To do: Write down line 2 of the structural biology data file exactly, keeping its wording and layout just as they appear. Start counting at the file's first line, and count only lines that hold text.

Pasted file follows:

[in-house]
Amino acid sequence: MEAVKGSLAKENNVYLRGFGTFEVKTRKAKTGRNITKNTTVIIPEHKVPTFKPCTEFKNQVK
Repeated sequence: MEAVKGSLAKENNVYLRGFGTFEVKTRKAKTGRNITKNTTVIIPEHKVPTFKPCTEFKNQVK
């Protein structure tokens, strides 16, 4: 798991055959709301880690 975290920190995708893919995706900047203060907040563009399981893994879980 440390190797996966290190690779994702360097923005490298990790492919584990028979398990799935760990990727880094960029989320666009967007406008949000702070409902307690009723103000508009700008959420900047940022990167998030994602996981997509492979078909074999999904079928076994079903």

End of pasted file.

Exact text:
Amino acid sequence: MEAVKGSLAKENNVYLRGFGTFEVKTRKAKTGRNITKNTTVIIPEHKVPTFKPCTEFKNQVK